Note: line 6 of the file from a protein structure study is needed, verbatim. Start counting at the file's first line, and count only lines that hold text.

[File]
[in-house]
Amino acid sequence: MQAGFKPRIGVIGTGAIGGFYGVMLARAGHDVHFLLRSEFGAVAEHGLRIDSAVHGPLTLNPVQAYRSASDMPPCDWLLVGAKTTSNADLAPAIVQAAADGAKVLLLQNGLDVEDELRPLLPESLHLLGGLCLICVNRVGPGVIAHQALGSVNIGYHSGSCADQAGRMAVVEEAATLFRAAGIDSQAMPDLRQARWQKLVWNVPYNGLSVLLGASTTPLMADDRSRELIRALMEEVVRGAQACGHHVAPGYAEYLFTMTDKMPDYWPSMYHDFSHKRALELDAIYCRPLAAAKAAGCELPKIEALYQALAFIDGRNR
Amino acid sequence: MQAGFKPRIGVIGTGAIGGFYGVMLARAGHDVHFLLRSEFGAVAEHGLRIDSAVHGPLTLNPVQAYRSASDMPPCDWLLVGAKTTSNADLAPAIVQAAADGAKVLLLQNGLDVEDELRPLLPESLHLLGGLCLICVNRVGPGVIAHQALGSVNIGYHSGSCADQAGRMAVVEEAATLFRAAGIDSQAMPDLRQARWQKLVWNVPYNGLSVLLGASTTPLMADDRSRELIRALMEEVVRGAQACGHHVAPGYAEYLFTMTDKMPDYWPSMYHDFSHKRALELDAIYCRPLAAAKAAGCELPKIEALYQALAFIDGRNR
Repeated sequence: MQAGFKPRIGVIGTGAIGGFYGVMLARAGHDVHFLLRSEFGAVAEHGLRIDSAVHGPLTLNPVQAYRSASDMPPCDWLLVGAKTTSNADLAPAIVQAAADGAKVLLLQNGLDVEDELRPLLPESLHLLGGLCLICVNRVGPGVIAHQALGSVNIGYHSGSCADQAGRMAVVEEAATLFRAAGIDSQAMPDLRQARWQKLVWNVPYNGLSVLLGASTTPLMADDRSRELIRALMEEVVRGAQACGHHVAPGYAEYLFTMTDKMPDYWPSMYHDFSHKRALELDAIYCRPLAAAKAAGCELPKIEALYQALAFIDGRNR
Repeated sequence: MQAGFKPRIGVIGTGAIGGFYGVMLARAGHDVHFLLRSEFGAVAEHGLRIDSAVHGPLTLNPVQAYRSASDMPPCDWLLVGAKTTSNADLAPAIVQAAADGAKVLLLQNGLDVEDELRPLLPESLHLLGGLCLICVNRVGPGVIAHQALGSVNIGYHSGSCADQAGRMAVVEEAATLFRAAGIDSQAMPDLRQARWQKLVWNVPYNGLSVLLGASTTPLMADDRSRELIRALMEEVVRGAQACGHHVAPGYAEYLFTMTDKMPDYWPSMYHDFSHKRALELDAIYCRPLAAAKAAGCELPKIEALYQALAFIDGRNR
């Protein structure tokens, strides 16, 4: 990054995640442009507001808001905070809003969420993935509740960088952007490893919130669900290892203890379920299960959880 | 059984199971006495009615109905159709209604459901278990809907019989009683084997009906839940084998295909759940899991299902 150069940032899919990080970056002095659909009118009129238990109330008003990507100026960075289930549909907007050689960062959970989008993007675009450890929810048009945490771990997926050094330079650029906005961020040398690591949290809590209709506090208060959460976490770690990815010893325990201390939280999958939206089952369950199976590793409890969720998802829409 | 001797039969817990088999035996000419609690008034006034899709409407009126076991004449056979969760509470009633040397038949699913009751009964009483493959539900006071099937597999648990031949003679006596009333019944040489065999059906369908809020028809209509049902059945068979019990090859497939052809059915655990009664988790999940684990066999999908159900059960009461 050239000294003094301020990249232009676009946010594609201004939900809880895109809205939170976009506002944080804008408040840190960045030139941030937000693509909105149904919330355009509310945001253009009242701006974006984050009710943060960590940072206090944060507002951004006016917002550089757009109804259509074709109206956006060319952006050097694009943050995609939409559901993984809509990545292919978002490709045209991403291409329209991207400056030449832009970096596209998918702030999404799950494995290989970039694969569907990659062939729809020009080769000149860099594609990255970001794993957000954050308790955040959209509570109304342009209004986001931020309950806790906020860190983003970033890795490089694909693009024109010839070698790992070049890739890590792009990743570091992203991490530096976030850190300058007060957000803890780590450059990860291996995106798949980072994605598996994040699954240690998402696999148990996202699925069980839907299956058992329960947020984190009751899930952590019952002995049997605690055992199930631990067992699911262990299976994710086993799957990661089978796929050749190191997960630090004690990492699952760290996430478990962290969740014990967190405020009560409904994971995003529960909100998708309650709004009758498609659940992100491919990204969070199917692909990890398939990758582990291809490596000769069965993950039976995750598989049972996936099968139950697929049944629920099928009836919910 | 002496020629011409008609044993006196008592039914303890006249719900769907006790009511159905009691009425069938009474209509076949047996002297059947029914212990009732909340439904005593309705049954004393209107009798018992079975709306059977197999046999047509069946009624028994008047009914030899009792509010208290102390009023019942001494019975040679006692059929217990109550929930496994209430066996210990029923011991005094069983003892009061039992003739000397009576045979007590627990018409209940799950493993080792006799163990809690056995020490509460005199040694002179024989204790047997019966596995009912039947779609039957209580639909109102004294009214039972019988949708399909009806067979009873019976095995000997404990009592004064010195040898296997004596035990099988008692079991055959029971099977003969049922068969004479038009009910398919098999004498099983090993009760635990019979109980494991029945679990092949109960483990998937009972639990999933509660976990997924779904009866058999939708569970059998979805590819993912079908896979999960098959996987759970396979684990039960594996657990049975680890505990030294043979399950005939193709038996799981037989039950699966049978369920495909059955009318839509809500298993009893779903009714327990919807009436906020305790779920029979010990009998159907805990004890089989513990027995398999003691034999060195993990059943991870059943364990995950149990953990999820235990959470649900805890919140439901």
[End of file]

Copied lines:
């Protein structure tokens, strides 16, 4: 990054995640442009507001808001905070809003969420993935509740960088952007490893919130669900290892203890379920299960959880 | 059984199971006495009615109905159709209604459901278990809907019989009683084997009906839940084998295909759940899991299902 150069940032899919990080970056002095659909009118009129238990109330008003990507100026960075289930549909907007050689960062959970989008993007675009450890929810048009945490771990997926050094330079650029906005961020040398690591949290809590209709506090208060959460976490770690990815010893325990201390939280999958939206089952369950199976590793409890969720998802829409 | 001797039969817990088999035996000419609690008034006034899709409407009126076991004449056979969760509470009633040397038949699913009751009964009483493959539900006071099937597999648990031949003679006596009333019944040489065999059906369908809020028809209509049902059945068979019990090859497939052809059915655990009664988790999940684990066999999908159900059960009461 050239000294003094301020990249232009676009946010594609201004939900809880895109809205939170976009506002944080804008408040840190960045030139941030937000693509909105149904919330355009509310945001253009009242701006974006984050009710943060960590940072206090944060507002951004006016917002550089757009109804259509074709109206956006060319952006050097694009943050995609939409559901993984809509990545292919978002490709045209991403291409329209991207400056030449832009970096596209998918702030999404799950494995290989970039694969569907990659062939729809020009080769000149860099594609990255970001794993957000954050308790955040959209509570109304342009209004986001931020309950806790906020860190983003970033890795490089694909693009024109010839070698790992070049890739890590792009990743570091992203991490530096976030850190300058007060957000803890780590450059990860291996995106798949980072994605598996994040699954240690998402696999148990996202699925069980839907299956058992329960947020984190009751899930952590019952002995049997605690055992199930631990067992699911262990299976994710086993799957990661089978796929050749190191997960630090004690990492699952760290996430478990962290969740014990967190405020009560409904994971995003529960909100998708309650709004009758498609659940992100491919990204969070199917692909990890398939990758582990291809490596000769069965993950039976995750598989049972996936099968139950697929049944629920099928009836919910 | 002496020629011409008609044993006196008592039914303890006249719900769907006790009511159905009691009425069938009474209509076949047996002297059947029914212990009732909340439904005593309705049954004393209107009798018992079975709306059977197999046999047509069946009624028994008047009914030899009792509010208290102390009023019942001494019975040679006692059929217990109550929930496994209430066996210990029923011991005094069983003892009061039992003739000397009576045979007590627990018409209940799950493993080792006799163990809690056995020490509460005199040694002179024989204790047997019966596995009912039947779609039957209580639909109102004294009214039972019988949708399909009806067979009873019976095995000997404990009592004064010195040898296997004596035990099988008692079991055959029971099977003969049922068969004479038009009910398919098999004498099983090993009760635990019979109980494991029945679990092949109960483990998937009972639990999933509660976990997924779904009866058999939708569970059998979805590819993912079908896979999960098959996987759970396979684990039960594996657990049975680890505990030294043979399950005939193709038996799981037989039950699966049978369920495909059955009318839509809500298993009893779903009714327990919807009436906020305790779920029979010990009998159907805990004890089989513990027995398999003691034999060195993990059943991870059943364990995950149990953990999820235990959470649900805890919140439901």